Between the destruction of University Avenue Armoury and the completion of Moss Park Armoury at Queen and Jarvis the regiment was temporarily put up in an industrial building on Richmond Street near Jarvis. Not a purpose built armoury it is said to have had many support columns making drill difficult.

Moss Park Armoury is a large, purpose-built, multiple unit armoury shared by the Queen’s Own since it opened in 1966 with the 7th Toronto Regiment (Royal Canadian Artillery), the 48th Highlanders, and 25 Medical Company and originally 2 Toronto Service Bn and the Canadian Intelligence Corps. The building is equipped with an underground “Gun Park” (for vehicles, artillery pieces and maintenance), a large parade square, multiple offices for administration, lecture rooms and messes for the various different ranks to relax in on the second floor. As of writing (2017) the regiment still parades at Moss Park Armoury.

2011-moss-park-parade
Moss Park Armoury during a parade 2008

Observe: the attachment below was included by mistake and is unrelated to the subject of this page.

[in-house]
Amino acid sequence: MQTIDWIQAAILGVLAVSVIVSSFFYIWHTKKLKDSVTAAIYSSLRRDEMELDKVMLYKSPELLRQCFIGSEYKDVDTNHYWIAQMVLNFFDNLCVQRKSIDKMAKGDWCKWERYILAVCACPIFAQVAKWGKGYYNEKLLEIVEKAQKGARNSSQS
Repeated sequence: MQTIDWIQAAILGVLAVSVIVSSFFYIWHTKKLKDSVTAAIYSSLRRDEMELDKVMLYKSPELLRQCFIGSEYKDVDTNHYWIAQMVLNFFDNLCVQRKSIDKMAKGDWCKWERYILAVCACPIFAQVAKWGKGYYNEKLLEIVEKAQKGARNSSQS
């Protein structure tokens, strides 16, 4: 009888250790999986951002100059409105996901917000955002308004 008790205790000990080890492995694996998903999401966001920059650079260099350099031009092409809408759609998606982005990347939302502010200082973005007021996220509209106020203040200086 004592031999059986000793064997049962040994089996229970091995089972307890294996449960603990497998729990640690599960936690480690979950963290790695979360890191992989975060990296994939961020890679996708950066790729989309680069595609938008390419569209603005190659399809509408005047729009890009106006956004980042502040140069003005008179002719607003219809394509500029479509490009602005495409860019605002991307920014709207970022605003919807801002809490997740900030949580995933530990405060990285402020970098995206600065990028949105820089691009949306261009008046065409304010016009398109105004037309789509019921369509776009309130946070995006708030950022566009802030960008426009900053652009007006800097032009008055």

From 2006-2015 Buffs Company had been parading out of Dalton Armoury off of Milner avenue, between Markham Rd and McCowan in Scarborough.

 

Now Available in 103 Languages

Today, we’re excited to announce that we’ve installed WordPress’ new Google Translate Widget, which allows you to instantly translate our website content into 103 languages currently supported by Google Translate. You can find the “Translate our Site” drop-down on the right side of all our pages, and just choose the language you want to read in.

We all know that Google Translate isn’t perfect but it has come a long way over the past few years and will certainly help make access to our content easier for those researchers and historians in other countries.

And a big thanks to WordPress for providing this new “widget”!